The Tarot Classic is a full-colour reproduction of the 18th century woodcuts by Claude Burdel, republished by US Games in 1974. The art is in a Marseilles style, but is not the same as the Conver style.
Tarot Deck - 78 Cards - US Games
The Tarot Classic is a standard 78 card Marseille-style deck with medieval imagery, Justice as card 8, Strength as 11 and non-scenic pip cards. The deck was first published in the early 1970s, and like the 1JJ Swiss Tarot, was one of the most widely available decks at the time. There is a companion book for this deck, authored by Stuart Kaplan.
Although the deck follows the Marseille designs, it does however use the rather anachronistic Rider-Waite titles (The High Priestess, The Hierophant, Wands and Pentacles). The Death card (which is usually left untitled in the Marseille) has been named, but with the title running along the side of the card. The Page of Pentacles has also been titled in this fashion. The Fool is unnumbered and all titles are in English, rather than the usual French or Italian used in Marseille decks.
Some of the images differ from the ‘traditional’ Marseille style, notably The Hanged Man (who is portrayed with both legs tied-up). There is a wider colour palette, and the suits are vaguely differentiated by colour (Wands are green, Swords are red, Cups and Pentacles are both yellow and blue).
The cards themselves are smaller than usual, measuring approximately 11cm by 6cm with a simple red and gold tarotee back design. I personally love this smaller size. It makes the deck very easy to shuffle and gives it a simple, non-pretentious air that I find very refreshing. The cards are lightly coated and feel ‘silky’ (though the deck does seem to get more grubby than most).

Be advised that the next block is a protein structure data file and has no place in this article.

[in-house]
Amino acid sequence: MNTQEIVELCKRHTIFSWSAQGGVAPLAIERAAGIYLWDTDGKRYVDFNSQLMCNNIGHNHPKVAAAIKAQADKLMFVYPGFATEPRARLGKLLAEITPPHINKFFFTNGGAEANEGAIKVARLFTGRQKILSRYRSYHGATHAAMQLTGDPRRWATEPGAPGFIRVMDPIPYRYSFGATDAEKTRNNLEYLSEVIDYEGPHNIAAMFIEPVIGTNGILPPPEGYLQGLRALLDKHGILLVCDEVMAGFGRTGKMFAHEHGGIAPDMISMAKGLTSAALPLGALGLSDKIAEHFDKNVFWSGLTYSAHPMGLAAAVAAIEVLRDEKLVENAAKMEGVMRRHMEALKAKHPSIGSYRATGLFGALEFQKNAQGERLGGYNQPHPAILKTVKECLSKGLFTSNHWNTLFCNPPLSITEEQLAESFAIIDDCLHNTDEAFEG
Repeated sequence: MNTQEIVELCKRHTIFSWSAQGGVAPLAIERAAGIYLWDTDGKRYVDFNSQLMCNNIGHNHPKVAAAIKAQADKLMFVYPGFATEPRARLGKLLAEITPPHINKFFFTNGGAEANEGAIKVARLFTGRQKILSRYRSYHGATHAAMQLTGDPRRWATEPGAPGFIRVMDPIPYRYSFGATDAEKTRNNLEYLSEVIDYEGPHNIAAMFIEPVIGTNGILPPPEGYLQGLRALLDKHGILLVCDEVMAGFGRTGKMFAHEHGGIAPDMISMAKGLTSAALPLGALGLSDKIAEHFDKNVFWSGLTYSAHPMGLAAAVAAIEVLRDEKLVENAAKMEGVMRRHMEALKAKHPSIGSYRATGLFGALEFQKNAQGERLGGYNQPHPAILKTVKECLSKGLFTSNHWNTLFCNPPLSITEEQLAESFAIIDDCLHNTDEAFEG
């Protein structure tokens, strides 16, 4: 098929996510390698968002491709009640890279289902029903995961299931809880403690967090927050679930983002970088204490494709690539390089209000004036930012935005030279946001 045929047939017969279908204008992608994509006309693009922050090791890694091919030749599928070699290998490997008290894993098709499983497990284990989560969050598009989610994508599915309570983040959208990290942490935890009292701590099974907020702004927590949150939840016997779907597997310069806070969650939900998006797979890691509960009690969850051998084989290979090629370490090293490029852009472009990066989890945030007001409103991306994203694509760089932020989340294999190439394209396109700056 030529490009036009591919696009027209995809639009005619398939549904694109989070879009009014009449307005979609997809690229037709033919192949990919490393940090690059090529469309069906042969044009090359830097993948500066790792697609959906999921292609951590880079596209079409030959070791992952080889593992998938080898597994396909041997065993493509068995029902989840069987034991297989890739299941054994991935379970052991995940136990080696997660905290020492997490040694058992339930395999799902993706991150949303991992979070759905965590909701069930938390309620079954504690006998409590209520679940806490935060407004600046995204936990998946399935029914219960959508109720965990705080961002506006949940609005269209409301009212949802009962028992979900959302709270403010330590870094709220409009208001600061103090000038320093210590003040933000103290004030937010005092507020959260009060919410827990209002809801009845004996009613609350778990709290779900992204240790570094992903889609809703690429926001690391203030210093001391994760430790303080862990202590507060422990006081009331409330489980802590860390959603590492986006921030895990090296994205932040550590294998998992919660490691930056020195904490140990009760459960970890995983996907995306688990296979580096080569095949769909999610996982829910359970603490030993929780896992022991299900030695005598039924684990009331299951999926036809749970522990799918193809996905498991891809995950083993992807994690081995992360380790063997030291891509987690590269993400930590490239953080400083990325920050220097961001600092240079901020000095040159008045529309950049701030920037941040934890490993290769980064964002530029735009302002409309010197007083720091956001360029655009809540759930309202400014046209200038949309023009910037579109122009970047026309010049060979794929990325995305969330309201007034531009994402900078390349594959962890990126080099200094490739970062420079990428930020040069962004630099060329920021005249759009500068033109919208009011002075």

The deck has been coloured in a rather slapstick way. The colouring looks very rough in places, almost as if it were done by a child (many of the colours look like they were done in crayons). The figures have a rather unpleasant pink skin, and some of the colour choices are pretty weird (note the pink Tower!). When using this deck, I often veer from either hating the rough style to thinking it looks quaint and childlike.
One of the things that attracted me to this deck was it’s early 1970s pagan/hippy feel (note the Pan-like devil and his acolytes). Yes it’s a medieval-styled deck, but the colouring and font look very 70s to me – you can just imagine this deck popping up in a cult 70s film like ‘The Whicker Man’. The Rider-Waite titling actually adds to this effect, as if it’s trying to appear mysterious and attractive to occult-lovers (the deck does market itself as a fortune-telling tool, so perhaps the titling reflects this intention).
To sum up, it’s taken me a while but I’ve grown very attached to this deck. It’s a more modern alternative to the other Marseille decks available, and it’s wider colour palette gives it more character and variety. It probably wont appeal to Marseille fans (with it’s anachronistic titles), nor to those who like more sophisticated artwork (or scenic minors). However it’s simple, honest feel and lack of pretention may be just the thing you need every now and then.
Additional note: The deck is supposedly based upon original 18th century woodcuts by Claude Burdel. There is some confusion on this however, as the Italian tarot publishers Lo Scarabeo also publish a Burdel deck (the ‘Tarot of Marseilles’ and ‘Universal Tarot of Marseilles’) which clearly differs from the designs in the Tarot Classic. Research by Aeclectic forum members suggest that the Classic is in fact a reproduction (and re-colourisation) of an early 20th century ‘Schaffhouse’ deck.